LASCAUX IV - THE RENAISSANCE
Lascaux – originally known as “the Sistine Chapel of Prehistory”
Montignac is a small town about 40 minutes away from Les Milandes and is home to the world famous Lascaux cave situated in the centre of the Périgord Noir, birthplace of modern man.
Lascaux was discovered by four school boys in 1940. While out playing with their dog, one of them fell down the hole which opened up into a series of caves which had been plugged shut for thousands of years.
After much deliberation and secrecy, the boys finally decided to share their finding with the local school teacher, and thus Lascaux was born. Its history and fascination makes it one of France’s biggest tourist attractions.
After being opened to the public between 1948 and 1955, the entry of outside air and constant visits began to take its toll on the cave paintings hiding within, and it was noticed by experts that the contamination was damaging the paintings. If it continued, they would ultimately deteriorate to a point where they no longer existed. So in 1963, the decision was made to close the caves and seal them up again.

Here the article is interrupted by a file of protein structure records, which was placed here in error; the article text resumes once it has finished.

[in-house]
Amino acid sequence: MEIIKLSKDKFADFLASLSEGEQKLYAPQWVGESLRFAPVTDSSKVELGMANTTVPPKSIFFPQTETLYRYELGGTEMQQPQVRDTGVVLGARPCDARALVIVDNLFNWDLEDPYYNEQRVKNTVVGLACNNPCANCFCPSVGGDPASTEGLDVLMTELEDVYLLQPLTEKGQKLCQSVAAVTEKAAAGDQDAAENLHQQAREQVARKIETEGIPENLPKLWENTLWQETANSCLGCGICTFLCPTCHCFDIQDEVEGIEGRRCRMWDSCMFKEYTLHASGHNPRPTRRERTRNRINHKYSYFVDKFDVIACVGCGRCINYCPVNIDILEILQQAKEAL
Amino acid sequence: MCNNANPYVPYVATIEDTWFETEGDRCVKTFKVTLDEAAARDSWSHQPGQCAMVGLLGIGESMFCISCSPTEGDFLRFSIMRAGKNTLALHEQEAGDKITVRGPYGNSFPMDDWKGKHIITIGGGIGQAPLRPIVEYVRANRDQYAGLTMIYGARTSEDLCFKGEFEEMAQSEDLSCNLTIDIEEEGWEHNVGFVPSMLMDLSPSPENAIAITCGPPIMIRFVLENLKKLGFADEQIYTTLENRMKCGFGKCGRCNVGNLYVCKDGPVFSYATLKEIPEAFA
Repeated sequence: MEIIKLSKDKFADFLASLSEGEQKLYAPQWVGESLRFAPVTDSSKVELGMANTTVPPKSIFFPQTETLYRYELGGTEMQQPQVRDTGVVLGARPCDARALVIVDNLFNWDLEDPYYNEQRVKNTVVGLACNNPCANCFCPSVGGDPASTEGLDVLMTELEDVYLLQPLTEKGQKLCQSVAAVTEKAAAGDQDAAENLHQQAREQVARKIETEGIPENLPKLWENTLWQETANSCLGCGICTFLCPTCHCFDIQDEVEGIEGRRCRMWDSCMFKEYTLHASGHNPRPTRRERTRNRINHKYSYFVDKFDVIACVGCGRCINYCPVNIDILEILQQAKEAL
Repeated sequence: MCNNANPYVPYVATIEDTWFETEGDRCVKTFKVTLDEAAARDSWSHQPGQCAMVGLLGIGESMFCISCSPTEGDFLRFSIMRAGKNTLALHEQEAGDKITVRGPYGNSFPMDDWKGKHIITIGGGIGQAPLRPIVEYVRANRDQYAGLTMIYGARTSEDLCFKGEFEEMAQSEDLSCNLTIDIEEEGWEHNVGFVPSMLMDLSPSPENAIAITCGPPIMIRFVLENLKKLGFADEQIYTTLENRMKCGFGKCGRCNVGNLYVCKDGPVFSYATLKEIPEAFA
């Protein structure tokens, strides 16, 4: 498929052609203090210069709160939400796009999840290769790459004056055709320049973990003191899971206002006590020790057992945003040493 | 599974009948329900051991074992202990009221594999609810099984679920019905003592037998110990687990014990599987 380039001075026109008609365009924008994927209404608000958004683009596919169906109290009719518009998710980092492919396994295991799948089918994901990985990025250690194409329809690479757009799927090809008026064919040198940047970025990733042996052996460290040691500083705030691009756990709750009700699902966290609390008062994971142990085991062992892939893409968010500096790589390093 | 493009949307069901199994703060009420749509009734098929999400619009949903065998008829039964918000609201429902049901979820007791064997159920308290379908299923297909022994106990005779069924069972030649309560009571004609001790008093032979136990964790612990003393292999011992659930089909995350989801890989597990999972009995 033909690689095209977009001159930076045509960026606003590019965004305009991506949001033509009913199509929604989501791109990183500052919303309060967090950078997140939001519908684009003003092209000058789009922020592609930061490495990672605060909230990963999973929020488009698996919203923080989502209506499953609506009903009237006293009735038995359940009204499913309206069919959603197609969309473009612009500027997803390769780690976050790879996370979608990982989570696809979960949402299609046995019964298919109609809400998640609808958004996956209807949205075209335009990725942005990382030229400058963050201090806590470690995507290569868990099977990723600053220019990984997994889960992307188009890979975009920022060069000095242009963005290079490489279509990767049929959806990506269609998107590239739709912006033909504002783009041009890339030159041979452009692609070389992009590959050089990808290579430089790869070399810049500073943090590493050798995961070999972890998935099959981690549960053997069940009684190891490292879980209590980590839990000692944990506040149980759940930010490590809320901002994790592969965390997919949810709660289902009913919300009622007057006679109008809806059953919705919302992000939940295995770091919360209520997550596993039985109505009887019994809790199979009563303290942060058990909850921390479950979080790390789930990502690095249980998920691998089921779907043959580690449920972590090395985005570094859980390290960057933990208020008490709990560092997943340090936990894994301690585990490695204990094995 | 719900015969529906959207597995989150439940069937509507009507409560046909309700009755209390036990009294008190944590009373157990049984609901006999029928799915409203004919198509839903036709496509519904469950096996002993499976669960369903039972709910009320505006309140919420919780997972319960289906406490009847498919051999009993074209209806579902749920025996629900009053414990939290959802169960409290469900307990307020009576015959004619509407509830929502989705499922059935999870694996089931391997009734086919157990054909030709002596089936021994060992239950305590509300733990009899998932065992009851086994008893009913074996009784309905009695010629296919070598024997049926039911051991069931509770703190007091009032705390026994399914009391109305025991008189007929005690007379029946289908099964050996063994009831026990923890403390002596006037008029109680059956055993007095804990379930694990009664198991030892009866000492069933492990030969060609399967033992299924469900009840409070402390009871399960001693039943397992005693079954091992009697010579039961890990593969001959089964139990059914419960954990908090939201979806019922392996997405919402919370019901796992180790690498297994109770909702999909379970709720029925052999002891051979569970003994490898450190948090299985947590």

Today, only specialised scientists are given access to the ‘real’ caves to monitor the condition of the famous paintings lying within.
In the meantime Lascaux II was created and opened in 1983. This is a near perfect representation of two chambers of the caves and their paintings. The tour is fascinating and entertaining and has proved so successful that in 2012 Lascaux III was developed. This is a mobile reproduction which is travelling the world, currently stationed in Tokyo and bringing the caves to visitors all over the world.
This December sees the unveiling of Lascaux IV – Millions of Euros have been invested in the development of this site in Montignac which will be a representation of the entire cave system of the original Lascaux caves. It is forecast as being the most popular and successful tourist attraction in the future of France!